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M9 metering pattern


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16 replies to this topic

#1 Lindolfi

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Posted 05 March 2012 - 18:34

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Since I was curious how the M9 metering pattern was distributed over the film plane, I decided to measure it with 216 white blocks against a black background, together filling the focal plane. The blocks were arranged in an 18x12 matrix. Each time the meter reading was noted. Also a fully white and a fully black surface was measured. It appeared that the fully white surface had the same reading as the sum of the separate readings of all blocks together. The data were slightly smoothed and plotted in the following figure:

Posted Image

You can see that the pattern of gray shutter elements of the M9 comes through slightly, but the total result is very much like that of the Leica M6.
The values are scaled to the maximum reading in the center (1.0), while 0.0 is the lowest readings I got from the fully black image. The value is relative light intensity measured, not stops!

The scaling of the axes of the figure are in mm relative to the center of the focal plane.

For the readings the Macro Elmar 90/4 at f/8 was used, which gives minimal vignetting.

Edited by Lindolfi, 05 March 2012 - 19:12.

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#2 Ecar

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Posted 05 March 2012 - 18:49

Interesting... It is somewhat larger and rounder than I thought.
Thanks!

#3 ho_co

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Posted 05 March 2012 - 19:22

Bert--Very nicely done!

A request: Consider trying the same thing with a wide-angle or ultra-wide as well, just as a comparison.

In the M8 introduction, my class was told that the camera "becomes more center-weighted average" with longer focal lengths, and "becomes more like a spot meter" with shorter focal lengths.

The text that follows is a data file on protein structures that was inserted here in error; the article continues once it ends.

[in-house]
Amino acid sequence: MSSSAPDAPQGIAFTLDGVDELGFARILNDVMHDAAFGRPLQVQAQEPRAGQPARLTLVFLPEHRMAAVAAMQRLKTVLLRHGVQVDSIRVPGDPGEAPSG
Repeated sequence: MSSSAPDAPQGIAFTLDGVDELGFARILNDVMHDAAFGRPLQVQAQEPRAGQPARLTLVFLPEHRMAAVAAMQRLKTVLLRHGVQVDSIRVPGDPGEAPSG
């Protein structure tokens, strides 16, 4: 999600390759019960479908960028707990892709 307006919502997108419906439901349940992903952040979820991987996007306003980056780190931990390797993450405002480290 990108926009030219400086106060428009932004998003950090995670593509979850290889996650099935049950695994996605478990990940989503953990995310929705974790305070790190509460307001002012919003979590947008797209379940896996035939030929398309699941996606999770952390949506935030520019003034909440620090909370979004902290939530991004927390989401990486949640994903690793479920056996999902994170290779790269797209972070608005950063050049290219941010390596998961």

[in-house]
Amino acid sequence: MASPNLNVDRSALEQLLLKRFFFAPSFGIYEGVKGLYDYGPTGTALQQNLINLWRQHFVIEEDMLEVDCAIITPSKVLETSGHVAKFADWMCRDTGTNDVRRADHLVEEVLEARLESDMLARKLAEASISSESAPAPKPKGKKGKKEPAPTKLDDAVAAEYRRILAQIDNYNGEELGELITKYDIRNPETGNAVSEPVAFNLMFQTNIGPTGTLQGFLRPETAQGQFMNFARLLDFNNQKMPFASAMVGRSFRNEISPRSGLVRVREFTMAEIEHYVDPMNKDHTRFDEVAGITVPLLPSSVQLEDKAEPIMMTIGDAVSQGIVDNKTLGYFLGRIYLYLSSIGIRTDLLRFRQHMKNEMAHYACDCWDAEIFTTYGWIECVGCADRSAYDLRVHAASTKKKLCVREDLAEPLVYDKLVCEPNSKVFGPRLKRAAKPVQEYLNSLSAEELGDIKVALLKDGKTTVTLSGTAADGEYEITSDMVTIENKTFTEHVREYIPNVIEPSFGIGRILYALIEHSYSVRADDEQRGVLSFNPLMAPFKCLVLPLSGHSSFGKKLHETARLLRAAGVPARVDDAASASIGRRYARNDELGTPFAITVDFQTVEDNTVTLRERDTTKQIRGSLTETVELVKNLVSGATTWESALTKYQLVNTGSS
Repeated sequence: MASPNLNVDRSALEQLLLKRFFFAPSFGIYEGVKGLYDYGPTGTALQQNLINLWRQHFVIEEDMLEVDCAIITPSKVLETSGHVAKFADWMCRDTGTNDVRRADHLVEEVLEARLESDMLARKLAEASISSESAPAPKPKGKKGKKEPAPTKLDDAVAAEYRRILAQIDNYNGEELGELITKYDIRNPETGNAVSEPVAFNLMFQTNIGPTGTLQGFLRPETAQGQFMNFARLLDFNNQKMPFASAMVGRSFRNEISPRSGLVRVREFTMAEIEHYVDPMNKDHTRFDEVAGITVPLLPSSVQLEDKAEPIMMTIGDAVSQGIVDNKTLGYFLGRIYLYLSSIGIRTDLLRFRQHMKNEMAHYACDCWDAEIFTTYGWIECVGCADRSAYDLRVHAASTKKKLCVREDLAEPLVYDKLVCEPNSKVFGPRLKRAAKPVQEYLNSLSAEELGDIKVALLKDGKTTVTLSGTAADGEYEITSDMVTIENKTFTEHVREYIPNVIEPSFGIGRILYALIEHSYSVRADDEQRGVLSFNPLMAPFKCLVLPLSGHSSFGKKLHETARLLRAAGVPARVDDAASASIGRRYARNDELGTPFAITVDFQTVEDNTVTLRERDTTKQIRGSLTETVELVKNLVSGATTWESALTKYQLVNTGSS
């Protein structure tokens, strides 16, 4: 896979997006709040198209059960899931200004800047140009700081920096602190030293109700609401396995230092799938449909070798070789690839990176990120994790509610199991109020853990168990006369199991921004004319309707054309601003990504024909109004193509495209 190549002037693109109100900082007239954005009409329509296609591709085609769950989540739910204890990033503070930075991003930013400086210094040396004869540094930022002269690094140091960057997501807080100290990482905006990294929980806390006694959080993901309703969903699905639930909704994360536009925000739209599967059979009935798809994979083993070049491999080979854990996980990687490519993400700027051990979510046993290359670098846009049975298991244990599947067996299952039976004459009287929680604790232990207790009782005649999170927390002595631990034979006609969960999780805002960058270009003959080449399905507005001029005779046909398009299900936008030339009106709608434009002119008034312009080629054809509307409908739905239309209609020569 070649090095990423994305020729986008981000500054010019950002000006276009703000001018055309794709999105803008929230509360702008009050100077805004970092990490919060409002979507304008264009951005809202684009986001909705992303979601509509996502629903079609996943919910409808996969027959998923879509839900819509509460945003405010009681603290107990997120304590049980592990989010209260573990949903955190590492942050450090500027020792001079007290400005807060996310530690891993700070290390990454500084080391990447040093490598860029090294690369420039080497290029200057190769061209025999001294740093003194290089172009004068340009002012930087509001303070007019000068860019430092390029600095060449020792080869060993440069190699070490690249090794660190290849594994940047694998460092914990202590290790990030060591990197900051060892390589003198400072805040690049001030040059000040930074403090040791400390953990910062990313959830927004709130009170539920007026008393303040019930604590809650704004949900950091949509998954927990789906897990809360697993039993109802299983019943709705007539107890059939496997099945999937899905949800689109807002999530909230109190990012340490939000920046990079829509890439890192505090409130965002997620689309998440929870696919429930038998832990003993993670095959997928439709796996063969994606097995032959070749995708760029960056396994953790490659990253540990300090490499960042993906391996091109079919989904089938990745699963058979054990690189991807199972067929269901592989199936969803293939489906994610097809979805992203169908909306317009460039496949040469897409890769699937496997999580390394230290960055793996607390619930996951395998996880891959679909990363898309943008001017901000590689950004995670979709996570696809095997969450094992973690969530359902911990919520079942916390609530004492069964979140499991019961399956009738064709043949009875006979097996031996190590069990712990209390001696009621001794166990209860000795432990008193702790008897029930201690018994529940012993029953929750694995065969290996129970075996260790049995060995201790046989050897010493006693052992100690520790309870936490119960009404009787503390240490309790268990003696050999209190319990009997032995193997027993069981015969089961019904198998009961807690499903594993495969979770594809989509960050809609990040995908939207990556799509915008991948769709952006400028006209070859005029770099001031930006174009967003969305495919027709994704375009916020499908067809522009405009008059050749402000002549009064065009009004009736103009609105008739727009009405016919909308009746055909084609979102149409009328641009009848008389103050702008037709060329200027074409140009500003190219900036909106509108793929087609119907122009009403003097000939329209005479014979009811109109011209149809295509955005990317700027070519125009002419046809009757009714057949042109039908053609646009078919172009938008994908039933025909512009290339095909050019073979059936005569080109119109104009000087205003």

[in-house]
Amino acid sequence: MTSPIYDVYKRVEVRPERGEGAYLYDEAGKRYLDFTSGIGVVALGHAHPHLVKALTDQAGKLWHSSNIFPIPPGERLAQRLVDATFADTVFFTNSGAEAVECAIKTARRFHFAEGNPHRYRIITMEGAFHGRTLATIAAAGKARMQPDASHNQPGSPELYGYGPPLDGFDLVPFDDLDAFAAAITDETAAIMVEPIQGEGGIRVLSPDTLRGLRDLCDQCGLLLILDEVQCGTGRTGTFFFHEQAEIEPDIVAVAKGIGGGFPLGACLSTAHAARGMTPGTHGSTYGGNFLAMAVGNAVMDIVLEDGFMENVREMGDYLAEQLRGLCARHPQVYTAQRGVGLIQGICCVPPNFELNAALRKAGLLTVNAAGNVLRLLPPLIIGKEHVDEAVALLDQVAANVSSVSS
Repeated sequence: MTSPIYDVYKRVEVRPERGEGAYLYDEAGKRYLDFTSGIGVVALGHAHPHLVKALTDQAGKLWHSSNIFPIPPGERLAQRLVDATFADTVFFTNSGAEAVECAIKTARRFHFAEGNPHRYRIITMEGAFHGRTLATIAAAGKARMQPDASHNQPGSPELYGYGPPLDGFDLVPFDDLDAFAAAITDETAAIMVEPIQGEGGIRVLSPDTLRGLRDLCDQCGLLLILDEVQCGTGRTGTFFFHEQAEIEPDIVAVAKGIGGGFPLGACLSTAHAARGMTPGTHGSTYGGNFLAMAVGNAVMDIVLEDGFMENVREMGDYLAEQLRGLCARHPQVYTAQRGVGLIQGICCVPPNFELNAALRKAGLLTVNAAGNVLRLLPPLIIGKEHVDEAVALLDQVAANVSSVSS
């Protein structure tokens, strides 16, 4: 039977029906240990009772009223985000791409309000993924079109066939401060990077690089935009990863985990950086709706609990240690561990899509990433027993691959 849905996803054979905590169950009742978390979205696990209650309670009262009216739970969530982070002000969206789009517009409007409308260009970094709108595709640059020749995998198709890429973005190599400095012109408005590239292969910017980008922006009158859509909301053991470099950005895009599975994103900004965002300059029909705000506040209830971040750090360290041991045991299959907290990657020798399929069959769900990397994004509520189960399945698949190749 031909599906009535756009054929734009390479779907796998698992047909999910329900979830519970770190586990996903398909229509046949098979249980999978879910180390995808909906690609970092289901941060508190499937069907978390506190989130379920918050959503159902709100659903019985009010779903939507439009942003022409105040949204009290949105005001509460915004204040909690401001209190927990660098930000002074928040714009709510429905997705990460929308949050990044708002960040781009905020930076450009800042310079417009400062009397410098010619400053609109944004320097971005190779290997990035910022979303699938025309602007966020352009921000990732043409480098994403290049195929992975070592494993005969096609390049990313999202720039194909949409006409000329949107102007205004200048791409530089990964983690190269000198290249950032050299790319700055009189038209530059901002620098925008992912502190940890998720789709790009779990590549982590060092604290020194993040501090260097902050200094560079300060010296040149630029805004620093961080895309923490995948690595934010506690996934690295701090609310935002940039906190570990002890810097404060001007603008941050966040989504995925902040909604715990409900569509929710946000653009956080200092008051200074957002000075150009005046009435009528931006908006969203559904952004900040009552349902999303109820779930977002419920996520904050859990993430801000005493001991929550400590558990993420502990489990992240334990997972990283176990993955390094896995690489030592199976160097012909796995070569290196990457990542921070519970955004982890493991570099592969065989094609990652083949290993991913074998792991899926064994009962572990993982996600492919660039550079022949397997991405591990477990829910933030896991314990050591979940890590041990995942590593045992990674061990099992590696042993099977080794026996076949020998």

Just curious whether the M9 shares this tendency to any great degree.

It's good to see someone with your technical accuracy taking on the meter pattern! :)

Edited by ho_co, 05 March 2012 - 19:25.

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#4 chris_tribble

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Posted 05 March 2012 - 21:28

My experience with lenses from 18 through to 135 is that this is very much the case. Meter and compose has to central to M exposure practice - especially when the light is complex.

#5 Lindolfi

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Posted 05 March 2012 - 23:14

In the M8 introduction, my class was told that the camera "becomes more center-weighted average" with longer focal lengths, and "becomes more like a spot meter" with shorter focal lengths.

Just curious whether the M9 shares this tendency to any great degree.


That is not the case in the M9: I've tested a 21/2.8 at f/5.6 and it produced a similar result as with the 90/4 at f/8.

So that's nice: you only have to visualize one area during measuring, independent of focal length.

It is obvious that in absolute measurement angle, the longer focal length covers a smaller angle in the outside world than a wide angle lens. So if you want to use your M9 as a 5 degree spotmeter, mount a 135mm lens and nothing shorter.

Edited by Lindolfi, 05 March 2012 - 23:19.

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#6 ho_co

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Posted 06 March 2012 - 03:36

Sounds as if Stefan Daniel was right when he said the M9's metering pattern was similar to that of the M6!

Sounds like a noticeable improvement from the M8 as well. The M8 introduction class specified that the spot effect was stronger with wide angles, and reduced with longer focal lengths: just the opposite of your description with the M9. (Speaking of metering pattern, not lens field of view.)

Thanks for your graphic effort, Bert. ;)